Google has been hit with a third antitrust fine in the European Union, this time for €1.5 bn, for illegal practices in search advertising. It was found that Google had restrictive contracts which were forced on customers through the AdSense business. Before this, Google has had to pay a fine of €4.3 bn last year and €2.4 bn in 2017.
European Union’s competition commissioner Margrethe Vestager said that Google had misused its market-dominant position, yet again. According to Vestager, Google’s practices denied other companies the ability to compete on merit.
“Google has cemented its dominance in online search adverts and shielded itself from competitive pressure by imposing anti-competitive contractual restrictions on third-party websites . . . The misconduct lasted over 10 years and denied other companies the possibility to compete on the merits and to innovate — and consumers the benefits of competition,” said Vestager.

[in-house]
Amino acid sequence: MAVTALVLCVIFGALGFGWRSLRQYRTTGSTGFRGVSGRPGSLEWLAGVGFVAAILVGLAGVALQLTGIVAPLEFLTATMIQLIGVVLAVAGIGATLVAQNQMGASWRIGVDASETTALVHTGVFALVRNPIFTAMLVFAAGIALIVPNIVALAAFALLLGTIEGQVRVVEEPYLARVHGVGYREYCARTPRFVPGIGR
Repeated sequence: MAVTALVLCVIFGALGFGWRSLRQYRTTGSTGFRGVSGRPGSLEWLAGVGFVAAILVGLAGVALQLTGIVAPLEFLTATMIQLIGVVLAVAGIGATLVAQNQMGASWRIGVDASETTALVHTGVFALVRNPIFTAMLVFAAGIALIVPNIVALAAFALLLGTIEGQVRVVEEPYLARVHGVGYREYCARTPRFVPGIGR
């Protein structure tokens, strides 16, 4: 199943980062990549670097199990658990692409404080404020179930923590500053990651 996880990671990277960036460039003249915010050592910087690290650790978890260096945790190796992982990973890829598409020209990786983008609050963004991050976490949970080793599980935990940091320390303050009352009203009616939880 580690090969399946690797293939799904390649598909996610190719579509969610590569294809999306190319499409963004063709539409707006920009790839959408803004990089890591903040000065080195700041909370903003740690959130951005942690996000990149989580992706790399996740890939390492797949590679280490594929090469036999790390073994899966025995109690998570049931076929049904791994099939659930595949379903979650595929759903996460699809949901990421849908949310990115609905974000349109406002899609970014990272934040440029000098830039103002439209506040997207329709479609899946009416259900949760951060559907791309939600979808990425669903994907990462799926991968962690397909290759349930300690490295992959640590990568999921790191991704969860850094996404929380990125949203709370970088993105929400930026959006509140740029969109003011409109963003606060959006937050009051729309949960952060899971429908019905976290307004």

With this third fine, the sum total of fines Google has paid in the EU stands at €8.2 bn.
Last year, it had to pay a fine of €4.3 bn for abusing its market dominance in mobile space and in 2017, Google had to pay a fine of €2.4 bn for manipulating shopping search results.
According to the EU officials, since 2006, Google had prevented its AdSense customers from allowing any rival search engines on their sites. While originally, AdSense did not allow placement of rival search engines, in 2009 Google allowed that as long as Google search box was visible as well. In 2016, these terms were removed.
AdSense has been losing importance over the years and accounts for less than 20 per cent of Google’s total ad revenue according to Bloomberg.